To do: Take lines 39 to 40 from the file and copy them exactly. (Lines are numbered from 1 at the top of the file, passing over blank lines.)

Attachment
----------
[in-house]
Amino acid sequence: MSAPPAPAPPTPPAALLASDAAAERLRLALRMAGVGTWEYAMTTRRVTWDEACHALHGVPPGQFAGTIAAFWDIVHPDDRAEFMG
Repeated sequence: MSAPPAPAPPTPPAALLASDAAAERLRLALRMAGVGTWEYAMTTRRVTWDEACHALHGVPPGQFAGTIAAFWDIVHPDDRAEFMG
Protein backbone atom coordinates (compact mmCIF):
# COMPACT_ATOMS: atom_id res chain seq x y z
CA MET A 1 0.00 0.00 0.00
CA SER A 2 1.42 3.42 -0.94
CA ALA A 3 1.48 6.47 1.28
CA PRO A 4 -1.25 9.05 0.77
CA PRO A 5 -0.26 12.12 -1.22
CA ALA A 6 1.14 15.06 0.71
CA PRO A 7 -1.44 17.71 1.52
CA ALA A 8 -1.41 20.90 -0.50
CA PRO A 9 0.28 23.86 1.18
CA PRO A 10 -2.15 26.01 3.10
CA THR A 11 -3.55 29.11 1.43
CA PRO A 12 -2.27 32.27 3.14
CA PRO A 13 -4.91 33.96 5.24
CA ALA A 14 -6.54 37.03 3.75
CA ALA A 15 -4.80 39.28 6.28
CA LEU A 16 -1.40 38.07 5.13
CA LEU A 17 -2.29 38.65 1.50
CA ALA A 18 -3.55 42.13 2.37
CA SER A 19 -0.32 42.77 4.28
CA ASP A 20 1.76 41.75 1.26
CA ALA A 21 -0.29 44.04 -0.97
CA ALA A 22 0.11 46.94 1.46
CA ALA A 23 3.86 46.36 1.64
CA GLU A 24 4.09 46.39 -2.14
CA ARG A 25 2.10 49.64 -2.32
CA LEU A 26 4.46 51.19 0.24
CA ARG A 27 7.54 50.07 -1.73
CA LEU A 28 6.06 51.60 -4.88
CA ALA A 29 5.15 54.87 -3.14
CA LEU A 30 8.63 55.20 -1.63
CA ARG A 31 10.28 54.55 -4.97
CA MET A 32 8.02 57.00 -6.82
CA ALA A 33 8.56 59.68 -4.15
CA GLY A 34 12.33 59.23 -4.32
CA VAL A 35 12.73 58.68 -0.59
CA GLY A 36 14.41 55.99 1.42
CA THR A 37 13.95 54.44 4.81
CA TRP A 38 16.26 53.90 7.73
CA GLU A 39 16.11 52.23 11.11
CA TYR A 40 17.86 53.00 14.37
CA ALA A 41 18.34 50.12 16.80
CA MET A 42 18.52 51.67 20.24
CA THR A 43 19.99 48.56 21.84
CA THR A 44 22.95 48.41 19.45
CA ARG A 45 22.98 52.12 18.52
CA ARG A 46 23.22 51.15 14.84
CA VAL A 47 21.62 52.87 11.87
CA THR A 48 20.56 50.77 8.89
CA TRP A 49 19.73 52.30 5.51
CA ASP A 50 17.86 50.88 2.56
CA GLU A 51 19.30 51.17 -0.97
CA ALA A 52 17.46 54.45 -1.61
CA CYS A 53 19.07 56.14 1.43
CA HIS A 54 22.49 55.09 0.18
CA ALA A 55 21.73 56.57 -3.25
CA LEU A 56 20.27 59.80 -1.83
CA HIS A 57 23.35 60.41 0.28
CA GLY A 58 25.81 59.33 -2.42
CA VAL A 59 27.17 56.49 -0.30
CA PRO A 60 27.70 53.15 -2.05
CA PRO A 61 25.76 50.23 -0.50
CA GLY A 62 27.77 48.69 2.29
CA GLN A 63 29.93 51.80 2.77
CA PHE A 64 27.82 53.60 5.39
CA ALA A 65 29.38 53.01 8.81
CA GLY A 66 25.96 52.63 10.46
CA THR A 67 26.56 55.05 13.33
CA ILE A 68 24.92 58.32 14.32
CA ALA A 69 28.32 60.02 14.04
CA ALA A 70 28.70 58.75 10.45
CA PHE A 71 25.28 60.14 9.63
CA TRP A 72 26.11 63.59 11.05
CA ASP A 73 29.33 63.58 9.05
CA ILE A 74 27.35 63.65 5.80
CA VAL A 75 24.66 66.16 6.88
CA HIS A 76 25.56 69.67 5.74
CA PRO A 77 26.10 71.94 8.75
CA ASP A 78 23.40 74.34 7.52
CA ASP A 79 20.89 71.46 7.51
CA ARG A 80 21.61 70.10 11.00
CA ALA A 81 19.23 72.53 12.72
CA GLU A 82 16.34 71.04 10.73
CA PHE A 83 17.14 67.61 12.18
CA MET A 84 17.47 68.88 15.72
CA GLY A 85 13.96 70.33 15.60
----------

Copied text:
CA GLY A 34 12.33 59.23 -4.32
CA VAL A 35 12.73 58.68 -0.59